}
System.out.println("---------------->Send value : " + value);

}

}

public class Activator implements  BundleActivator {

private static final String POST_EVENT_QUEUE = "JTUNSIE/post";
private static final String SEND_EVENT_QUEUE = "JTUNSIE/send";



@Override
public void start(BundleContext context) throws Exception {
Dictionary dp = new Hashtable();
dp.put(EventConstants.EVENT_TOPIC, POST_EVENT_QUEUE);
Dictionary ds = new Hashtable();
ds.put(EventConstants.EVENT_TOPIC, SEND_EVENT_QUEUE);

context.registerService(EventHandler.class.getName(), new PostEventHandler(), dp);
context.registerService(EventHandler.class.getName(), new SendEventHandler(), ds);
}

@Override
public void stop(BundleContext context) throws Exception {
}
}

Result

This is the console output :

before post : Sat Sep 26 12:39:30 CEST 2009
before send ; Sat Sep 26 12:39:30 CEST 2009
after post : Sat Sep 26 12:39:30 CEST 2009

osgi> before post : Sat Sep 26 12:39:40 CEST 2009
after post : Sat Sep 26 12:39:40 CEST 2009
before post : Sat Sep 26 12:39:50 CEST 2009
after post : Sat Sep 26 12:39:50 CEST 2009
---------------->Post value : 0 : Sat Sep 26 12:39:30 CEST 2009
before post : Sat Sep 26 12:40:00 CEST 2009
after post : Sat Sep 26 12:40:00 CEST 2009
---------------->Send value : 0 : Sat Sep 26 12:39:30 CEST 2009
after send : Sat Sep 26 12:39:30 CEST 2009
before post : Sat Sep 26 12:40:10 CEST 2009
after post : Sat Sep 26 12:40:10 CEST 2009
before send ; Sat Sep 26 12:40:10 CEST 2009

We remark that the send method is waiting to print "after send" until the handler process the message  meaning that the sender still waiting the reciever. The post method is the best solution to  deliver asynchronous event without waiting handler with immediate return.

Difference Between postEvent and sendEvent Using Thread

According to specification cnmp version 4.2 paragraph 113.7.2 page 352 :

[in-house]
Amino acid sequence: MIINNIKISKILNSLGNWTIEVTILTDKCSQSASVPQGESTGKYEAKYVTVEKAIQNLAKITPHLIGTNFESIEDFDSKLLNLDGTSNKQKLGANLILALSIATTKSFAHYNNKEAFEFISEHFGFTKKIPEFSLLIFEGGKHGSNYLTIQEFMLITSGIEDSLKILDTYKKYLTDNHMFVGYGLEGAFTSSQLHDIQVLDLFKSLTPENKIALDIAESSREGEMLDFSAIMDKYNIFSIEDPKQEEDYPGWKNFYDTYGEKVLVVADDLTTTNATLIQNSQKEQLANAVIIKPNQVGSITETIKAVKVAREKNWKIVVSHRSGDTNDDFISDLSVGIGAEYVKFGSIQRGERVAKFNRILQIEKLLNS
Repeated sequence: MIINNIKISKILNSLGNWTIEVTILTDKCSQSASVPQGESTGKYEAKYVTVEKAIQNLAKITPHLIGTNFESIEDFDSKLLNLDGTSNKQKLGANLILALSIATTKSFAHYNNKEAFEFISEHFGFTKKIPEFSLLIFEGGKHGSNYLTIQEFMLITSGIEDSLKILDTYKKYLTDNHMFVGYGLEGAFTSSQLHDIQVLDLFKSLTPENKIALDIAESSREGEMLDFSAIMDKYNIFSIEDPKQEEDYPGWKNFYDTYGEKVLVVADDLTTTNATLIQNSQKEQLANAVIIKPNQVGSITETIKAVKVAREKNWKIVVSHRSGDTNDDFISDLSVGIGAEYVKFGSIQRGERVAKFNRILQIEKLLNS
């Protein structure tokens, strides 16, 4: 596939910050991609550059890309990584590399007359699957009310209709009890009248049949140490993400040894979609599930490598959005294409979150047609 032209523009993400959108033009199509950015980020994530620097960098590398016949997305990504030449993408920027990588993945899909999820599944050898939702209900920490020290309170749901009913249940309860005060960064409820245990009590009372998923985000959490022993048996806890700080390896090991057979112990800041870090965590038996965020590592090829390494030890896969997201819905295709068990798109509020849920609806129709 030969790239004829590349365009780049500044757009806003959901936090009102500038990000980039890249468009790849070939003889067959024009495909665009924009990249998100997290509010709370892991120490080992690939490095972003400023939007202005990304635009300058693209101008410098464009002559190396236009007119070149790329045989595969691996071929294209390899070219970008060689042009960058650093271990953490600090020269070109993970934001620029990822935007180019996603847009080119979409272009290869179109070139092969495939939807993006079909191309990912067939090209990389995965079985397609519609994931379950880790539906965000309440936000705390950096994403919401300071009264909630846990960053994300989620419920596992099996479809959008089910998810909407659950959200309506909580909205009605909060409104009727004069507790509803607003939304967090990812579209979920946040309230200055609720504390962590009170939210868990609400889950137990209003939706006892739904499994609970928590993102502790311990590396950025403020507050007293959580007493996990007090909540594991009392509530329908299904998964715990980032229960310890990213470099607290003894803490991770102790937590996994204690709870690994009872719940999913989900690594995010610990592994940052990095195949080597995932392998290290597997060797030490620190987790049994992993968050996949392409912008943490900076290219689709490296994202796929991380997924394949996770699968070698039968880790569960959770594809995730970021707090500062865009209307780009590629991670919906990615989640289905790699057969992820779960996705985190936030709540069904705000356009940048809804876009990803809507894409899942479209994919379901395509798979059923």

Asynchronous event delivery is initiated by the postEvent method. When
this method is invoked, the Event Admin service must determine which
handlers are interested in the event. By collecting this list of handlers during
the method invocation, the Event Admin service ensures that only handlers
that were registered at the time the event was posted will receive the event
notification.

Means that before posting an event, all handler are collected. This behavior isn't asynchronous but the notification is. To be more explicit, let's start an example.

In the entreprise OSGi applications, we have to register more EventHandlers ( > 100000) listing one queue. Sending an event to this queue using post will take a moment waiting to collect all handlers. This behavior will block the post event as if it is a synchronous delivery process.

Let's register 50000 EventHandlers to our POST_EVENT_QUEUE

 for (int i = 0; i < 50000; i++) {
context.registerService(EventHandler.class.getName(), new MultiPostEventHandler(), dp);
}
where MultiPostEventHandler do nothing ( no delay) else printing a message.
public class MultiPostEventHandler implements EventHandler {


@Override
public void handleEvent(Event event) {
String value = event.getProperty("property").toString();
System.out.println("---------------->Post value : " + value);

}
}
We remark that our console output sleep more than 10 s before processing.

Conclusion

If you want to be asynchronous way you need to use send or post method inside a thread when you have a big number of EventHandlers.
Note : source code is under svn  on kenai : http://kenai.com/projects/posteventvssendevent/sources